The Anti-Social Network: Cyberstalking Victimization among College Students

By Bradford W. Reyns | Go to book overview

CHAPTER 2
Lifestyle-Routine Activities Theory

THEORETICAL FRAMEWORK

Lifestyle-exposure theory and routine activity theory were introduced fairly recently to criminologists and victimologists, but have since enjoyed extensive empirical testing, refinement, and empirical support (e.g., Cohen, Felson, & Land, 1980; Cohen, Kluegel, & Land, 1981; Cook, 1986; Felson, 1995; Fisher, Daigle, & Cullen, 2010b; Fisher, Sloan, Cullen, & Lu, 1998; Henson, Wilcox, Reyns, & Cullen, 2010; Lynch, 1987; Messner & Blau, 1987; Miethe & McDowall, 1993; Miethe & Meier, 1990, 1994; Miethe, Stafford, & Long, 1987; Mustaine & Tewksbury, 1998, 1999, 2002; Reyns, 2011; Reyns et al., 2011; Sampson & Lauritsen, 1990; Schreck & Fisher, 2004; Schreck, Wright, & Miller 2002; Wilcox Rountree, Land, & Miethe, 1994). The overall lifestyle-routine activities perspective will be discussed in light of the fact that these theories are often combined or treated as one approach because of their common theoretical assumptions. Originally, these theories were written to account for direct-contact, predatory crimes, such as robbery and burglary; the current study is an attempt to adapt the perspective for application beyond crimes in which the offender and the victim (or the victim’s property) intersect at the same time and in the same place. The rationale for adapting the perspective for explaining crimes that occur in cyberspace is presented in Chapter 3.


LIFESTYLE-EXPOSURE THEORY AND ROUTINE ACTIVI-
TIES THEORY

Lifestyle-exposure theory and routine activities theory are both considered “opportunity” theories. This means that they both attribute crime to criminal opportunities that exist as part of everyday life (Cohen et

-29-

Notes for this page

Add a new note
If you are trying to select text to create highlights or citations, remember that you must now click or tap on the first word, and then click or tap on the last word.
One moment ...
Default project is now your active project.
Project items
Notes
Cite this page

Cited page

Style
Citations are available only to our active members.
Buy instant access to cite pages or passages in MLA 8, MLA 7, APA and Chicago citation styles.

(Einhorn, 1992, p. 25)

(Einhorn 25)

(Einhorn 25)

1. Lois J. Einhorn, Abraham Lincoln, the Orator: Penetrating the Lincoln Legend (Westport, CT: Greenwood Press, 1992), 25, http://www.questia.com/read/27419298.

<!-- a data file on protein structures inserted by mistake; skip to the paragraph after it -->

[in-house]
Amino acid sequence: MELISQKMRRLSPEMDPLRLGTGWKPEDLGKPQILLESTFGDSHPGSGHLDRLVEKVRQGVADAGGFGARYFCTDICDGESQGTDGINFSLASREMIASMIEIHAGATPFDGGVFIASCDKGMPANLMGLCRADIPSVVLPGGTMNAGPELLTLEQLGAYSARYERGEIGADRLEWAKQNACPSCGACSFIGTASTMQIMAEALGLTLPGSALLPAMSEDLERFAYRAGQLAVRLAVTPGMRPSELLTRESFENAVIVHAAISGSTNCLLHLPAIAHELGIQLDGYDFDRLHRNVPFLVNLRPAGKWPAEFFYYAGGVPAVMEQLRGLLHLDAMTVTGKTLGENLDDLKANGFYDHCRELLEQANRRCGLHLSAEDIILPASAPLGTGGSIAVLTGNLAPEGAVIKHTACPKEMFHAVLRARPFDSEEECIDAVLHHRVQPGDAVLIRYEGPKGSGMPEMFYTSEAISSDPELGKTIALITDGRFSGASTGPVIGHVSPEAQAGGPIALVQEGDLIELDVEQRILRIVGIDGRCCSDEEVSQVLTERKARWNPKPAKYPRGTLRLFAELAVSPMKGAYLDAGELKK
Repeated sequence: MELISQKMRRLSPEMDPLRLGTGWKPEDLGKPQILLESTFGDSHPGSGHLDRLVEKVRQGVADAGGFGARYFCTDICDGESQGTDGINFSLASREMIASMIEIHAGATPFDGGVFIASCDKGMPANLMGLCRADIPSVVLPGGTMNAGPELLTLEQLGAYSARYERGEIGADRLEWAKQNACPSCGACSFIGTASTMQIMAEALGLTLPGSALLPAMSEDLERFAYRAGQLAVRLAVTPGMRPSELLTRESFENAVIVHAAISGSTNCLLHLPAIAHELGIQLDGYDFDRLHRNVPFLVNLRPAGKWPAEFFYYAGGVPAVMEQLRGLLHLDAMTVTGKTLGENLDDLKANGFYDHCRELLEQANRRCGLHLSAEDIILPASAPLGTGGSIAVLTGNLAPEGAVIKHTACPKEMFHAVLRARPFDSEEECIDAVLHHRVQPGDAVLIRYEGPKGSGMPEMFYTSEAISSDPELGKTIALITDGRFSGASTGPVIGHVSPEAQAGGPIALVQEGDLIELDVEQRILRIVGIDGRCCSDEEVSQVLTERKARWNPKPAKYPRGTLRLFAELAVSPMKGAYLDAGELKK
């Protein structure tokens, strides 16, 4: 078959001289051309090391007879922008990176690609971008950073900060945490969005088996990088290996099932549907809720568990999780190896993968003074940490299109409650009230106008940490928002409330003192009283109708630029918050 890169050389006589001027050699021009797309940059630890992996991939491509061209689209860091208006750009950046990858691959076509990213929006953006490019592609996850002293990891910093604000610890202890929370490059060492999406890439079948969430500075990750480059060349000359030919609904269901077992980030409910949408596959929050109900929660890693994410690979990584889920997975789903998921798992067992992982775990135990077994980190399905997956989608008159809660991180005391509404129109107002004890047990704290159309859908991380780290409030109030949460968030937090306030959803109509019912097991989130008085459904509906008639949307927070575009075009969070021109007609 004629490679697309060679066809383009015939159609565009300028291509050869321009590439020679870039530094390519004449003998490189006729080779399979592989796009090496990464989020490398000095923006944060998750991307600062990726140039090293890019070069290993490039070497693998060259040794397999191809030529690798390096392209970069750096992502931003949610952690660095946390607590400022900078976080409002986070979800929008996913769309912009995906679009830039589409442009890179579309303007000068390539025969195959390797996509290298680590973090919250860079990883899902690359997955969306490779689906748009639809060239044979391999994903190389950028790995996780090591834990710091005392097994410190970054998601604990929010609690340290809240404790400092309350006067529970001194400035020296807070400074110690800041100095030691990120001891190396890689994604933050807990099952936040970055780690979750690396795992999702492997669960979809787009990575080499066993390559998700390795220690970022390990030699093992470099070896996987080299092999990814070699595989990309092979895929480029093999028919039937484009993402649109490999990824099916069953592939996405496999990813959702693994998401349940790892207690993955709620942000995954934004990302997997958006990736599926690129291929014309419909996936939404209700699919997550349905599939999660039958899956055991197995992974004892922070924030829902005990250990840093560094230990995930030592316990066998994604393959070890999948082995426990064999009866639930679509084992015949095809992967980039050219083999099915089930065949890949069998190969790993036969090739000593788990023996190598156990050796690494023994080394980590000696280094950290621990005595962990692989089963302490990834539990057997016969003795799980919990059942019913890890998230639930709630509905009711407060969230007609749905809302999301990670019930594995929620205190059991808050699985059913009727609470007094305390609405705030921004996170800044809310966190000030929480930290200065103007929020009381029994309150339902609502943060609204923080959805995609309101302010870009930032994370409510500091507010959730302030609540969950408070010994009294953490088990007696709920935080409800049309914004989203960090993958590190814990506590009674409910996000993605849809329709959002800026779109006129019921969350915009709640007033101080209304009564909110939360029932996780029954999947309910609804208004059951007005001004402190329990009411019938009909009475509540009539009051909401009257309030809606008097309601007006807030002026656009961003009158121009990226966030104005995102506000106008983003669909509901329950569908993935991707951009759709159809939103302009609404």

Note: primary sources have slightly different requirements for citation. Please see these guidelines for more information.

Cited page

Bookmark this page
The Anti-Social Network: Cyberstalking Victimization among College Students
Table of contents

Table of contents

Settings

Settings

Typeface
Text size Smaller Larger Reset View mode
Search within

Search within this book

Look up

Look up a word

  • Dictionary
  • Thesaurus
Please submit a word or phrase above.
Print this page

Print this page

Why can't I print more than one page at a time?

Help
Full screen
Items saved from this book
  • Bookmarks
  • Highlights & Notes
  • Citations
/ 196

matching results for page

    Questia reader help

    How to highlight and cite specific passages

    1. Click or tap the first word you want to select.
    2. Click or tap the last word you want to select, and you’ll see everything in between get selected.
    3. You’ll then get a menu of options like creating a highlight or a citation from that passage of text.

    OK, got it!

    Cited passage

    Style
    Citations are available only to our active members.
    Buy instant access to cite pages or passages in MLA 8, MLA 7, APA and Chicago citation styles.

    "Portraying himself as an honest, ordinary person helped Lincoln identify with his audiences." (Einhorn, 1992, p. 25).

    "Portraying himself as an honest, ordinary person helped Lincoln identify with his audiences." (Einhorn 25)

    "Portraying himself as an honest, ordinary person helped Lincoln identify with his audiences." (Einhorn 25)

    "Portraying himself as an honest, ordinary person helped Lincoln identify with his audiences."1

    1. Lois J. Einhorn, Abraham Lincoln, the Orator: Penetrating the Lincoln Legend (Westport, CT: Greenwood Press, 1992), 25, http://www.questia.com/read/27419298.

    Cited passage

    Thanks for trying Questia!

    Please continue trying out our research tools, but please note, full functionality is available only to our active members.

    Your work will be lost once you leave this Web page.

    Buy instant access to save your work.

    Already a member? Log in now.

    Search by... Author
    Show... All Results Primary Sources Peer-reviewed

    Oops!

    An unknown error has occurred. Please click the button below to reload the page. If the problem persists, please try again in a little while.